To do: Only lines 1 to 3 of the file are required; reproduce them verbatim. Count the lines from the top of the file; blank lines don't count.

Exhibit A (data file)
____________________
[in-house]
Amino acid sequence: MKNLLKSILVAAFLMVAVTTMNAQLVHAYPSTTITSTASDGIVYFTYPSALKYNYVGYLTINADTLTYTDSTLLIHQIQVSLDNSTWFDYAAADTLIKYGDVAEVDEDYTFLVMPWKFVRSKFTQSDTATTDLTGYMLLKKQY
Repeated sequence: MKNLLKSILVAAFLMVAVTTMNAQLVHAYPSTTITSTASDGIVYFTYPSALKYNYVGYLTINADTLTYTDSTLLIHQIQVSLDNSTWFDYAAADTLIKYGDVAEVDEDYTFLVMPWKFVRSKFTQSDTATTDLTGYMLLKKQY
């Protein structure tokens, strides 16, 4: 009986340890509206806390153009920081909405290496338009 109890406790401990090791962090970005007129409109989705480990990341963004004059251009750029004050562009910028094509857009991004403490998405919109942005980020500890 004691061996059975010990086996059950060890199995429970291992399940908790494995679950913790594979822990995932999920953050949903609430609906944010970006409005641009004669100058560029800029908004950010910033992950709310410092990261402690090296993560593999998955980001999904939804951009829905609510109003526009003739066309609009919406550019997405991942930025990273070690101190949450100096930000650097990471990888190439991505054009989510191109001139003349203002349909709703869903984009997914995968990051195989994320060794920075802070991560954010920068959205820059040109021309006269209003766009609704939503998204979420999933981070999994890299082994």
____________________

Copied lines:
[in-house]
Amino acid sequence: MKNLLKSILVAAFLMVAVTTMNAQLVHAYPSTTITSTASDGIVYFTYPSALKYNYVGYLTINADTLTYTDSTLLIHQIQVSLDNSTWFDYAAADTLIKYGDVAEVDEDYTFLVMPWKFVRSKFTQSDTATTDLTGYMLLKKQY
Repeated sequence: MKNLLKSILVAAFLMVAVTTMNAQLVHAYPSTTITSTASDGIVYFTYPSALKYNYVGYLTINADTLTYTDSTLLIHQIQVSLDNSTWFDYAAADTLIKYGDVAEVDEDYTFLVMPWKFVRSKFTQSDTATTDLTGYMLLKKQY